On a different note in the other thread someone else mentioned the engines with gear drive cams were reverse rotation engines. That is not correct. The crank rotates normally, only the cam was reversed. Dodge advertised it as one of the reasons the industrial engines were made for low maintenance and long life. The crankshafts were still the same between gear drive and chain drive cams. The gear drive for the cam was used on industrial 361's and 413's up to 1971 or 1972. That was when Dodge changed the industrial engines over to a chain drive for the cams. All 361/413's after that came with chain driven cams. Since the cam turned the other direction in order for the oil pump shaft to turn the same way as the car engines the gear teeth that were on the cam that drove the oil pump shaft gear were cut the other direction. It's the difference in the angle of the teeth on the cam that makes it easier to tell a reverse rotation cam from a chain driven cam. I have several sevice manuals for the industrial 413 truck engines and they show pics of both types of gear angles in the engine section. It is easy to change a gear driven cam over to a chain drive type. Other then the cam you will need the gear drive for the oil pump/distributor shaft along with a new distributor (the tip on the end of the distributor for a gear driven cam is off-set from center and will not work with the chain drive set-up).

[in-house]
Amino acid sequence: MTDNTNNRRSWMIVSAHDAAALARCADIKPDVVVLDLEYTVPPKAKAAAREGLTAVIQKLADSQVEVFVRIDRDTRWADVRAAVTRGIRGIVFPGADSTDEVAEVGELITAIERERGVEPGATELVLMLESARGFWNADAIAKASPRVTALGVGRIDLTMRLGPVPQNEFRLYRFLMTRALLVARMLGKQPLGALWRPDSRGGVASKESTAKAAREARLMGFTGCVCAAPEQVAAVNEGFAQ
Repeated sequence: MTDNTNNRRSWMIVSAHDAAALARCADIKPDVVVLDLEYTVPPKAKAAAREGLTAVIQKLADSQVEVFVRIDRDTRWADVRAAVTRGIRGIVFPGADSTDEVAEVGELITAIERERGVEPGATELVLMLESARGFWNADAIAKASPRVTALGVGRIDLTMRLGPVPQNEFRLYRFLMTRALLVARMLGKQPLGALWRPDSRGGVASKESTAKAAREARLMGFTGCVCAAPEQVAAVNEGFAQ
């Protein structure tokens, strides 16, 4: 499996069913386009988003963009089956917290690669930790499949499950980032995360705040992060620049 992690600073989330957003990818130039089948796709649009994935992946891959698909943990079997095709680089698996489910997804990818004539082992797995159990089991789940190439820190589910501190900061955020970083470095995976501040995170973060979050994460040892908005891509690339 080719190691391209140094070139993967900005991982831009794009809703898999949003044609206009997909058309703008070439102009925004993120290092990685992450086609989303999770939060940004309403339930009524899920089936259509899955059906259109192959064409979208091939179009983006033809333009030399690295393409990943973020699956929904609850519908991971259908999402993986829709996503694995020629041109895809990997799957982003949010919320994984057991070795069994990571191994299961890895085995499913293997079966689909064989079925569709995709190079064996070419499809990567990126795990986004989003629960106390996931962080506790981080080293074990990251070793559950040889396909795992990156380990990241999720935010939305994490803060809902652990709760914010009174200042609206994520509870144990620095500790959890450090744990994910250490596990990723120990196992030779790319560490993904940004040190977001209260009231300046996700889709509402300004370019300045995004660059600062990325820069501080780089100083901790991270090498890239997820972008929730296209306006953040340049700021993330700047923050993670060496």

Anyhow, back to the original question. As I said check the stock intake manifold gasket. If the coolant passage from one side is completely blocked off (i.e. no pinhole for air to escape) like I think it is then you should be okay to change manifolds. But if you are going to keep the stock manifold I would leave the pipe there as the intake needs a way for any air pockets to vent out.
 
 
Ruppster
 
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Snotty

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« Reply #4 on: May 12, 2011, 02:07:34 PM »

Rupp, welcome, but this is a dead thread.  The original question was posted in October. Snotty2011-05-12 19:07:59
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Steve

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413 industrial
« Reply #5 on: May 12, 2011, 03:05:00 PM »



WELCOME!
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Jason Goldsack

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413 industrial
« Reply #6 on: May 12, 2011, 03:38:50 PM »

I think it was great info.. thanks for sharing...


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Jason

(Eileen)1965 Chrysler Windsor, 361/727/2.76 16.49 @ 86 mph

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« Reply #7 on: May 12, 2011, 04:01:10 PM »

Quote from: Snotty
Rupp, welcome, but this is a dead thread.  The original question was posted in October.


 
Yes, I knew it was an old thread and the last post was January of this year but so what? Don't mean to sound like a jerk but there never was a clear answer and I thought I would add some additional info in case someone else wanted to know the same thing. Plus I wanted to correct who ever said the engines with gear driven cams were reverse rotation engines as that was not true.